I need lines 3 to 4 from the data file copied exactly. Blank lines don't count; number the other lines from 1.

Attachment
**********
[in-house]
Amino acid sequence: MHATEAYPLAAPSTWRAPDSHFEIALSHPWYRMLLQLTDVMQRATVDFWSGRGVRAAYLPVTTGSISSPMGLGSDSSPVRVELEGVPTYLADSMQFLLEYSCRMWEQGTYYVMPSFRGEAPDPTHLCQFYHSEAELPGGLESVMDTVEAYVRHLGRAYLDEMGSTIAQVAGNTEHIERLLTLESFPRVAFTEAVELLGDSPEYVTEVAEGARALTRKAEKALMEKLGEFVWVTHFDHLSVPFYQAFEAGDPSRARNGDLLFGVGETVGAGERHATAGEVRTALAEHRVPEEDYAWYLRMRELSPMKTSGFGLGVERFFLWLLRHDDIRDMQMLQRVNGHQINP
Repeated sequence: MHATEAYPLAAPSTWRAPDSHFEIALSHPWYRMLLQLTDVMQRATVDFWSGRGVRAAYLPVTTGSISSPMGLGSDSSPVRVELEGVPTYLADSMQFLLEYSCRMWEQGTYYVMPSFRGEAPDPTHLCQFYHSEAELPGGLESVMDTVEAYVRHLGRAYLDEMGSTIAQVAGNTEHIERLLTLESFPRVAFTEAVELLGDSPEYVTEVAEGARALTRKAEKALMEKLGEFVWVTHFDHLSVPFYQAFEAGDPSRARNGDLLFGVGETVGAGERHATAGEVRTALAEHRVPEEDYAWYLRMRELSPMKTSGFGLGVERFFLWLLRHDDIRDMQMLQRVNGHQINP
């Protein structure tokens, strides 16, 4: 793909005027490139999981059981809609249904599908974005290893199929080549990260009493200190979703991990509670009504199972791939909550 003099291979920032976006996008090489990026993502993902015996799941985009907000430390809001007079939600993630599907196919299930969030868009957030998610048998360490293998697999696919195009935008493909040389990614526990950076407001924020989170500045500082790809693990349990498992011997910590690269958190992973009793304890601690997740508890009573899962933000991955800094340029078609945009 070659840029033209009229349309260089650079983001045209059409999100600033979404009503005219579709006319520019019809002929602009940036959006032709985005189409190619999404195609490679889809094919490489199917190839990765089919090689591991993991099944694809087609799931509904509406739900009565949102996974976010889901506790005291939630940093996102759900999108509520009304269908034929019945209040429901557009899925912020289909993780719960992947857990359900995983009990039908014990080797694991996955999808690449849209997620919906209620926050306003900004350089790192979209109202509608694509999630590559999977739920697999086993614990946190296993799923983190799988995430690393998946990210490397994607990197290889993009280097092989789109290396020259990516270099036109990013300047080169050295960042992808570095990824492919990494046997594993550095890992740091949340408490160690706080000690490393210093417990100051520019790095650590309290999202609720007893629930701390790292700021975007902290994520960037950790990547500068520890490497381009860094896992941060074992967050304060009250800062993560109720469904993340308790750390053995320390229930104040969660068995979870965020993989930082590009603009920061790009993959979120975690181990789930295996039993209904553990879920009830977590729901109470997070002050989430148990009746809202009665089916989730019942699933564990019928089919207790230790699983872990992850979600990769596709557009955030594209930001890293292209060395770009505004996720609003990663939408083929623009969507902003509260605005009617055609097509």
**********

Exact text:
Repeated sequence: MHATEAYPLAAPSTWRAPDSHFEIALSHPWYRMLLQLTDVMQRATVDFWSGRGVRAAYLPVTTGSISSPMGLGSDSSPVRVELEGVPTYLADSMQFLLEYSCRMWEQGTYYVMPSFRGEAPDPTHLCQFYHSEAELPGGLESVMDTVEAYVRHLGRAYLDEMGSTIAQVAGNTEHIERLLTLESFPRVAFTEAVELLGDSPEYVTEVAEGARALTRKAEKALMEKLGEFVWVTHFDHLSVPFYQAFEAGDPSRARNGDLLFGVGETVGAGERHATAGEVRTALAEHRVPEEDYAWYLRMRELSPMKTSGFGLGVERFFLWLLRHDDIRDMQMLQRVNGHQINP
């Protein structure tokens, strides 16, 4: 793909005027490139999981059981809609249904599908974005290893199929080549990260009493200190979703991990509670009504199972791939909550 003099291979920032976006996008090489990026993502993902015996799941985009907000430390809001007079939600993630599907196919299930969030868009957030998610048998360490293998697999696919195009935008493909040389990614526990950076407001924020989170500045500082790809693990349990498992011997910590690269958190992973009793304890601690997740508890009573899962933000991955800094340029078609945009 070659840029033209009229349309260089650079983001045209059409999100600033979404009503005219579709006319520019019809002929602009940036959006032709985005189409190619999404195609490679889809094919490489199917190839990765089919090689591991993991099944694809087609799931509904509406739900009565949102996974976010889901506790005291939630940093996102759900999108509520009304269908034929019945209040429901557009899925912020289909993780719960992947857990359900995983009990039908014990080797694991996955999808690449849209997620919906209620926050306003900004350089790192979209109202509608694509999630590559999977739920697999086993614990946190296993799923983190799988995430690393998946990210490397994607990197290889993009280097092989789109290396020259990516270099036109990013300047080169050295960042992808570095990824492919990494046997594993550095890992740091949340408490160690706080000690490393210093417990100051520019790095650590309290999202609720007893629930701390790292700021975007902290994520960037950790990547500068520890490497381009860094896992941060074992967050304060009250800062993560109720469904993340308790750390053995320390229930104040969660068995979870965020993989930082590009603009920061790009993959979120975690181990789930295996039993209904553990879920009830977590729901109470997070002050989430148990009746809202009665089916989730019942699933564990019928089919207790230790699983872990992850979600990769596709557009955030594209930001890293292209060395770009505004996720609003990663939408083929623009969507902003509260605005009617055609097509």